• Interesting social life — Upscale restaurants, cultural events, thriving arts & music scenes, museums, sports teams and varied entertainment are the lifeblood of a growing city. The educated population that makes up these attractive markets tends to live and work downtown or close-in urbanized suburbs. They want a social life that matches the stimulation of their work life.
  • Companies moving in – A growth city has diverse industries, so if one sector is slowing, another is there to pick up the pace. A sign of this diversity is companies relocating to the area. You rarely hear of corporations relocating to New York City, but you often hear of them moving to cities such as Denver, Seattle, Austin and Charlotte.

Pinpointing growth cities, however, is only half of the equation of realizing attractive returns. Controlling costs is just as important. Buying new Class A buildings, even in non-gateway cities, is expensive. New development can be risky. But refurbishing existing buildings in great locations can be a way to control cost while offering upside potential for the investor.

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Acquiring 20- to 30-year-old Class A assets in these markets is one way to go. But those who had the foresight to move into these markets early, and thus already own buildings in these recently-popular metro regions, start off with a real advantage. They don’t need to buy and then refurbish. They just need to update and add the amenities required to make the new workforce comfortable. Some of the most requested amenities include gyms, a variety of shared conference spaces, lobby coffee shops, and even bike and skate board racks. HVAC upgrades to make the buildings more sustainable not only help the investor control costs but satisfy workers who want to work in green spaces.

Now, if all you have to do to select one of the top growth markets in the Emerging Trends list and then refurbish an existing building to achieve great returns, why isn’t everyone doing it? Because it’s not as easy as it sounds.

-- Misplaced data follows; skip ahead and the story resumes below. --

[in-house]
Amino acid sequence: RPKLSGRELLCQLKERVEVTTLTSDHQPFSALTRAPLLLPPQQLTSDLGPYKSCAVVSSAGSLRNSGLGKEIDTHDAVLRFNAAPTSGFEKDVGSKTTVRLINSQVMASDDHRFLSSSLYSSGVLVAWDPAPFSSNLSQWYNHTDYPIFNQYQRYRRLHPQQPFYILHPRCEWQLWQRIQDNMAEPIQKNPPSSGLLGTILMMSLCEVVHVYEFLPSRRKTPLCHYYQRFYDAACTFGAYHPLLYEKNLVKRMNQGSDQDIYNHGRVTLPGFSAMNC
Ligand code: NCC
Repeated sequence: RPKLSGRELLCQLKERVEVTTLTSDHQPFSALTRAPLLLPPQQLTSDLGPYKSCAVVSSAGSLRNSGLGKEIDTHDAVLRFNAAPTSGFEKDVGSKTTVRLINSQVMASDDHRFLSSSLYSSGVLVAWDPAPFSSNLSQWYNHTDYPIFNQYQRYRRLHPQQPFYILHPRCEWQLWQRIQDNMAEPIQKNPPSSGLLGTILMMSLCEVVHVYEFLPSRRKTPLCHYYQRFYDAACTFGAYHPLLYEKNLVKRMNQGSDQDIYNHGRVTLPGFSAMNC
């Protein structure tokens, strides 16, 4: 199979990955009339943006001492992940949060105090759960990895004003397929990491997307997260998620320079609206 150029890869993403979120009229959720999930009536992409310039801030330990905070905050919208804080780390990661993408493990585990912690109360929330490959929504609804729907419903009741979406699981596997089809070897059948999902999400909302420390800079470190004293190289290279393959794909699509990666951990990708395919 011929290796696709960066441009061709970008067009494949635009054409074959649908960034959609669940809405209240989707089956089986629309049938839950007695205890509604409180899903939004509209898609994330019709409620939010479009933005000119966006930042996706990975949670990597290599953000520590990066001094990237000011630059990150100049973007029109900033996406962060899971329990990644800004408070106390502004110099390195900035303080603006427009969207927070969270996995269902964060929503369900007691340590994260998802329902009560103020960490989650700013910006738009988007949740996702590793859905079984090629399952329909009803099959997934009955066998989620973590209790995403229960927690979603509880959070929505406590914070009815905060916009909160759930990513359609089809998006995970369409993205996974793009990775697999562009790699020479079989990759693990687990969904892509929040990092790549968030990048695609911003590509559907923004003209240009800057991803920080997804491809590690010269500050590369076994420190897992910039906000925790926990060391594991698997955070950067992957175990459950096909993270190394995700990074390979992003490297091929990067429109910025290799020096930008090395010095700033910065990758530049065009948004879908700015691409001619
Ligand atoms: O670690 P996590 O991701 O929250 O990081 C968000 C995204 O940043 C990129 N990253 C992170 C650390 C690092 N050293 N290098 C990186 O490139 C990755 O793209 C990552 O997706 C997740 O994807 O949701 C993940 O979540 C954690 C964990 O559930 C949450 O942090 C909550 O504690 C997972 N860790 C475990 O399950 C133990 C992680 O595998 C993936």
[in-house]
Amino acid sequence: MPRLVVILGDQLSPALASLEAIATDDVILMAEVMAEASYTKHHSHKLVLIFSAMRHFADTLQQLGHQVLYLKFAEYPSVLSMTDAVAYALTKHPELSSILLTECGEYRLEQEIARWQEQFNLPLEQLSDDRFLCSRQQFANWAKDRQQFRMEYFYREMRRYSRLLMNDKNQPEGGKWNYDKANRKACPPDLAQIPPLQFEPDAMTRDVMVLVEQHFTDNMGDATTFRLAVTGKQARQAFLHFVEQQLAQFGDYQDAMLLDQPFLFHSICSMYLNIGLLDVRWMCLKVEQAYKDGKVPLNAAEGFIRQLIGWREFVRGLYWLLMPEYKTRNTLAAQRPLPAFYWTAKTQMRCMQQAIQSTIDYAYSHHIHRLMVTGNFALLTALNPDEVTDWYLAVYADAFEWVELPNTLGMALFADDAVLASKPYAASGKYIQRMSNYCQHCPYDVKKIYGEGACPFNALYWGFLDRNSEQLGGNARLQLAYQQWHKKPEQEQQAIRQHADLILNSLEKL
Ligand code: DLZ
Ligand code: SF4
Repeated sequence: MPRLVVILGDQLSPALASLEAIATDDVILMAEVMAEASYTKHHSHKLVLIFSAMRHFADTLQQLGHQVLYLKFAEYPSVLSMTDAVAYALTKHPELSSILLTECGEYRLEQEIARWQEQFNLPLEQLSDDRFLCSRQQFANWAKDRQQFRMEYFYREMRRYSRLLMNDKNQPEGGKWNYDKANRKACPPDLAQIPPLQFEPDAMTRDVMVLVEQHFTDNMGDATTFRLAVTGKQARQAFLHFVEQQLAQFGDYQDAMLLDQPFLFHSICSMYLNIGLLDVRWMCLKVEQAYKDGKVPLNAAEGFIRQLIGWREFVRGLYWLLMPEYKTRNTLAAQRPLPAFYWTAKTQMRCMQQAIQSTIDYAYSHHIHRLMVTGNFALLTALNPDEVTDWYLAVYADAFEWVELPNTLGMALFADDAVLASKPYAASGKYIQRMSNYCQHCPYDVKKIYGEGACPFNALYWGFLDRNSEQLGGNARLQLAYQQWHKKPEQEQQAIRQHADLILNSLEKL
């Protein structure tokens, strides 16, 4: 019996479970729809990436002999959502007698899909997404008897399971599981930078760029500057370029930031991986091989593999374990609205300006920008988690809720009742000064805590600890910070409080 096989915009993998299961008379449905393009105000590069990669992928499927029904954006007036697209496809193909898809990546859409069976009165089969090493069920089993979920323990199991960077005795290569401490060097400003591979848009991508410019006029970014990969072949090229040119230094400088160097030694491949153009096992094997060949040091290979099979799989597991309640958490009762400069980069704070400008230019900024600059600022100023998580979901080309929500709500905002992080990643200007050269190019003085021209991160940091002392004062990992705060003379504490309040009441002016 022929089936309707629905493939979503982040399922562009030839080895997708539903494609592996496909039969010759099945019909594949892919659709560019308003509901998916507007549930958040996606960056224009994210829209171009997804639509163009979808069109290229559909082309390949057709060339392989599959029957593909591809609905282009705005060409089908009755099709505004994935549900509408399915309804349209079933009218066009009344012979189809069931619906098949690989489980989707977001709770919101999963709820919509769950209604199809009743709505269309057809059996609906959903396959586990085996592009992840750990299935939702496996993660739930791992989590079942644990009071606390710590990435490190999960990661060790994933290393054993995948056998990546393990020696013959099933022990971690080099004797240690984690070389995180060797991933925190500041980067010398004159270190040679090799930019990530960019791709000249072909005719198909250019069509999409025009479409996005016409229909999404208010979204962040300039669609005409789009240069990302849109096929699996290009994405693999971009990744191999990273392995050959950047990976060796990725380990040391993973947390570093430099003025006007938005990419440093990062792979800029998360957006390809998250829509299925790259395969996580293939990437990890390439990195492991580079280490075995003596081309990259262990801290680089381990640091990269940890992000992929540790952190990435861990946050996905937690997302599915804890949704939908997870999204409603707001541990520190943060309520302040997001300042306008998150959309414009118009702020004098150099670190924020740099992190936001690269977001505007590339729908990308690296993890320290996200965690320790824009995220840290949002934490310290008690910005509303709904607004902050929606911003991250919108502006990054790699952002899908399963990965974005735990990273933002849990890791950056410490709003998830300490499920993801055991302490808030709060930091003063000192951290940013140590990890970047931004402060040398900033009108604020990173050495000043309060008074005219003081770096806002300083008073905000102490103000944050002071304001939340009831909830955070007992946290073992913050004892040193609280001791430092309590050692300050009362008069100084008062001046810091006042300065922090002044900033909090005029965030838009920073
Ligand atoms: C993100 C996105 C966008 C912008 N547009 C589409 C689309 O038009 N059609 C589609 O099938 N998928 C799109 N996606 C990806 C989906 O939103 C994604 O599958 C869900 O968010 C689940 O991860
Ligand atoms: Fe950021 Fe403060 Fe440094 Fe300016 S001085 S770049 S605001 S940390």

Knowing what to look for is one thing. Being able to execute is another. Owner/operators with a deep understanding of local markets are much better positioned to know the best locations and to be able to choose the right office buildings to refurbish. They know that even in hot growth markets, some neighborhoods and buildings are better than others. They know what drives rents within specific neighborhoods. They know the local population and which amenities will be most attractive, so capital is not wasted on items the tenants don’t care about. All of this means that selecting the right smart city to invest in is just the start. For investors who want a better chance of meeting return expectations, selecting a real estate sponsor who understands the market and has hands-on experience managing and adding value to acquired assets may be the right way to go.


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Chuck Schreiber is the CEO and co-founder of KBS, one of the leading office owners in the United States with more than $11.0 billion in assets under management and a transactional volume in excess of $38 billion.